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    Soil microbiomes play an integral role in agricultural production systems. Understanding of the complex microbial community structure and responses to conventional compared to organic cropping systems is crucial for sustainable production and ecosystems health. This study investigated soil microbial community structure responses based on a four year long field experiment. Bacterial communities characterizing conventional and organic cropping systems were evaluated using Illumina MiSeq high-throughput sequencing targeting the V4-V5 variable region of the 16S rRNA gene. Soil bacterial community structure showed a cropping system dependant distribution, with nitrogen cycling taxa (Bacillus, Niastella, Kribbella, and Beijerinckia) dominant in conventional cropping systems, while carbon cycling taxa (Dokdonella, Caulobacter, Mathylibium, Pedobacter, Cellulomonas and Chthoniobacter and Sorangium) were abundant in organic cropping systems. Functional prediction of the bacterial biomes showed conventional cropping systems to harbour a community adapted to carbon-limited environments, with organic cropping systems dominated by those involved in the degradation of complex organic compounds. These findings suggest the existence of niche specific communities and functional specialization between cropping systems with potential use in soil management through selective promotion of organisms beneficial to soil health.This work forms part of the research of the Centre of Excellence (“CoE”) in Food Security sponsored by the Department of Science and Innovation, Republic of South Africa (“DSI”) and administered by the National Research Foundation (“NRF”).http://www.elsevier.com/locate/apsoilhj2022Plant Production and Soil Scienc

    Differential metabolic reprogramming in paenibacillus alvei-primed sorghum bicolor seedlings in response to fusarium pseudograminearum infection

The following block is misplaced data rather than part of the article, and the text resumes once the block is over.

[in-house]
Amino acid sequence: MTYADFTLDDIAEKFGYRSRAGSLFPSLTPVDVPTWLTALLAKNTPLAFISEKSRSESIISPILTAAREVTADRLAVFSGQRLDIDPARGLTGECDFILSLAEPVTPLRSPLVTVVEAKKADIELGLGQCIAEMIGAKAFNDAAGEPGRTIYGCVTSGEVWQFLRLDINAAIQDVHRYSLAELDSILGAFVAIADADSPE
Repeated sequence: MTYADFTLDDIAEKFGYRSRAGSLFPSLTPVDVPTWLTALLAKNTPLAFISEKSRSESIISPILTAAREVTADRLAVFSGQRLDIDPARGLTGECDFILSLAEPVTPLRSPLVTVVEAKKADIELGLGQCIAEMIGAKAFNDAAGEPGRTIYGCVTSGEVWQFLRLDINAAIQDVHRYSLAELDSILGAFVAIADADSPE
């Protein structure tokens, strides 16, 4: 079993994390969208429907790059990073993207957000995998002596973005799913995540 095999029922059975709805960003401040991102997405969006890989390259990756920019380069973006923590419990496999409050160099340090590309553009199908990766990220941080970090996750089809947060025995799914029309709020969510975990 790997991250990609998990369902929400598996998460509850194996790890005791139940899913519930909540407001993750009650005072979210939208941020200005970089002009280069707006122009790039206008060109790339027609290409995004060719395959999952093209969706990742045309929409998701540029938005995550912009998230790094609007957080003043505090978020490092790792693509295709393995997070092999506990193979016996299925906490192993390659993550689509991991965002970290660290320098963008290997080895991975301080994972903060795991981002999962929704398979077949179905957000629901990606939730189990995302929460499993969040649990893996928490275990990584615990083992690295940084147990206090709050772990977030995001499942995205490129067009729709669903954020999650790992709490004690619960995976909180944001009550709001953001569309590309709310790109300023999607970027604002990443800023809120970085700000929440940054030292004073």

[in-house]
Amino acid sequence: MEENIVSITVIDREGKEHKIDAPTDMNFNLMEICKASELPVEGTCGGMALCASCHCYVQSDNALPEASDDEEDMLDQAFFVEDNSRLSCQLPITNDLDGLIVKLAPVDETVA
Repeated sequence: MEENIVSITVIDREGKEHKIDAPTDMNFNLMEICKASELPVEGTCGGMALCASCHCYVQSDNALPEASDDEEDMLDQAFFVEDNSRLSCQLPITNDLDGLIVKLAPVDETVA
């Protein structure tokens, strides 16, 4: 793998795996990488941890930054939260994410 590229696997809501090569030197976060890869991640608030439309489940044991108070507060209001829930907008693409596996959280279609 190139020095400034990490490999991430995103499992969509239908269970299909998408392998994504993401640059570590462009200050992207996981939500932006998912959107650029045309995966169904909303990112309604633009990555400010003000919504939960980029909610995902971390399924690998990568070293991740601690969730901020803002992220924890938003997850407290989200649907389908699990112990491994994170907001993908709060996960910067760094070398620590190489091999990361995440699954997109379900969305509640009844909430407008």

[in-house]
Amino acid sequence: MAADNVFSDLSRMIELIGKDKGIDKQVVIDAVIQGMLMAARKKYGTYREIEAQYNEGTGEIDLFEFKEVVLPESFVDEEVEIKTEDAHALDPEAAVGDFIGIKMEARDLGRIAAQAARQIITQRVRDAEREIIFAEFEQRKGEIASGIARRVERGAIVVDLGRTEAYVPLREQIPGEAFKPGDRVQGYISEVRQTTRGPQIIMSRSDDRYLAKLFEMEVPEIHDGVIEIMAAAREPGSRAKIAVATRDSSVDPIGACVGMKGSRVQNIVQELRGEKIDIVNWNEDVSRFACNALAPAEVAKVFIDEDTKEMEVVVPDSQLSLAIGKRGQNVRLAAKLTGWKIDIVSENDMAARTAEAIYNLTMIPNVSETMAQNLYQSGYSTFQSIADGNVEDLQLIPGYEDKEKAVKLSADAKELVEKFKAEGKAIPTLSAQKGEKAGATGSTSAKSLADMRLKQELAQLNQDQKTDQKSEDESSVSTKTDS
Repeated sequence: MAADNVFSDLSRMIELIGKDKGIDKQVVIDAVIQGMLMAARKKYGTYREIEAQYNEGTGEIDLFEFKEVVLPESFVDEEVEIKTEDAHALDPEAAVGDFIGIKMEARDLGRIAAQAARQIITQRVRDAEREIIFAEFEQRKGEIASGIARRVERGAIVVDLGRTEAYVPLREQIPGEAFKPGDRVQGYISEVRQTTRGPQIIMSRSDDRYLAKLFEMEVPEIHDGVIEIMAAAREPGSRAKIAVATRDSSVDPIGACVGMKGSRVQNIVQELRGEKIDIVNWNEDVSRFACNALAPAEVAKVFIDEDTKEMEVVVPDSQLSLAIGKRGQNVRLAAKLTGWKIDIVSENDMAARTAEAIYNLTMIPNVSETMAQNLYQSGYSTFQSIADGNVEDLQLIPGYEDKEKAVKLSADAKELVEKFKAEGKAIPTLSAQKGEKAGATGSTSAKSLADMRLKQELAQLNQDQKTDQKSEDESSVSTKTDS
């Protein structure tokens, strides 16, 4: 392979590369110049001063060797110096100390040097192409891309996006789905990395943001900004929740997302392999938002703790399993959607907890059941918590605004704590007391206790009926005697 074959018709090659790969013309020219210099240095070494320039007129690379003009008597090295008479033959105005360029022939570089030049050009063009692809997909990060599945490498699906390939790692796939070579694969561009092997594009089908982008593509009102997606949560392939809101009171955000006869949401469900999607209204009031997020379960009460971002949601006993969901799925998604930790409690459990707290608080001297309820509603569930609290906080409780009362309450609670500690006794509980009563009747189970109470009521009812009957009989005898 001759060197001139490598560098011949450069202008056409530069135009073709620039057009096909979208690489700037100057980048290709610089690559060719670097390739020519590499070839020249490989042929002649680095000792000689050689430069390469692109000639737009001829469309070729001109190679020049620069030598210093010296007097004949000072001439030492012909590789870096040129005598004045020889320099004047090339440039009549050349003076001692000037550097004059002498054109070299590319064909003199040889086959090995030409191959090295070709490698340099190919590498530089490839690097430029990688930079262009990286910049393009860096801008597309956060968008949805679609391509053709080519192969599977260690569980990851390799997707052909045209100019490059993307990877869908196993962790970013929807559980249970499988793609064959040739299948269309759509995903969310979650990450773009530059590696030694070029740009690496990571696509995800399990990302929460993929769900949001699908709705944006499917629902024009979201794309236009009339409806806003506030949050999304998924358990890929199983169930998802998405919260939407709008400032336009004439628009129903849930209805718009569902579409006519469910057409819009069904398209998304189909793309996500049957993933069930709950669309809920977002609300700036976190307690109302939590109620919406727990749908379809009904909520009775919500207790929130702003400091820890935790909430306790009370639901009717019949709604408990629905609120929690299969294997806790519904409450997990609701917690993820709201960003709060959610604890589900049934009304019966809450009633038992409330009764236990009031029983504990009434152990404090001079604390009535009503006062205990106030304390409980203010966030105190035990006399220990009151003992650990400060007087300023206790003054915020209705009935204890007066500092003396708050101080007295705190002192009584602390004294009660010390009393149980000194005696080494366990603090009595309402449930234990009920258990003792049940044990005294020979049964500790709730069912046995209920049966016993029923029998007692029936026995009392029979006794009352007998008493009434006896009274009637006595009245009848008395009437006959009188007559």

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    Metabolic changes in sorghum seedlings in response to Paenibacillus alvei (NAS-6G6)-induced systemic resistance against Fusarium pseudograminearum crown rot were investigated by means of untargeted ultra-high performance liquid chromatography-high definition mass spectrometry (UHPLC-HDMS). Treatment of seedlings with the plant growth-promoting rhizobacterium P. alvei at a concentration of 1 × 108 colony forming units mL- 1 prior to inoculation with F. pseudograminearum lowered crown rot disease severity significantly at the highest inoculum dose of 1 × 106 spores mL-1. Intracellular metabolites were subsequently methanol-extracted from treated and untreated sorghum roots, stems and leaves at 1, 4 and 7 days post inoculation (d.p.i.) with F. pseudograminearum. The extracts were analysed on an UHPLC-HDMS platform, and the data chemometrically processed to determine metabolic profiles and signatures related to priming and induced resistance. Significant treatment-related differences in primary and secondary metabolism post inoculation with F. pseudograminearum were observed between P. alvei-primed versus naïve S. bicolor seedlings. The differential metabolic reprogramming in primed plants comprised of a quicker and/or enhanced upregulation of amino acid-, phytohormone-, phenylpropanoid-, flavonoid- and lipid metabolites in response to inoculation with F. pseudograminearum.Supplementary Materials: Figure S1. (A) Microscopic identification of F. pseudograminearum at 400 × magnification. (B) Conidial morphology of F. pseudograminearum taken from Aoki et al. [65]. Figure S2. UHPLC-HDMS BPI chromatograms of ESI-positive data indicating the metabolomic profiles of untreated (black), naïve infected (blue) and primed infected (green) stems obtained at 1 d.p.i. with F. pseudograminearum. Figure S3. UHPLC-HDMS BPI chromatograms of ESI-positive data indicating the metabolomic profiles of untreated (black), naïve infected (blue) and primed infected (green) leaves obtained at 1 d.p.i. with F. pseudograminearum. Figure S4. PCA score/scatter plot of stem samples computed from ESI-positive data. Figure S5. PCA score/scatter plot of leaf samples computed from ESI-positive data. Figure S6. PCA score/scatter plot of root samples computed from ESI-negative data. Figure S7. PCA score/scatter plot of stems samples computed from ESI-negative data. Figure S8. PCA score/scatter plot of leaves samples computed from ESI-negative data. Figure S9. OPLS-DA modelling and variable/feature selection ESI-positive data (stem samples). Figure S10. OPLS-DA modelling and variable/feature selection ESI-positive data (leaf samples). Table S1. Summary of the description and validation of all the generated OPLS-DA models separating naïve versus primed S. bicolor plants. Figure S11. Summary of pathway analysis with MetPA. Figure S12. Venn diagram comparing the number of metabolites shown in Table 2 that were significantly upregulated at 1 d.p.i. (blue), 4 d.p.i. (yellow) and 7 d.p.i. (green) with F. pseudograminearum in primed versus naïve S. bicolor seedlings.https://www.mdpi.com/journal/metaboliteshj2020Plant Production and Soil Scienc

    Fungal diversity and community composition of wheat rhizosphere and non-rhizosphere soils from three different agricultural production regions of South Africa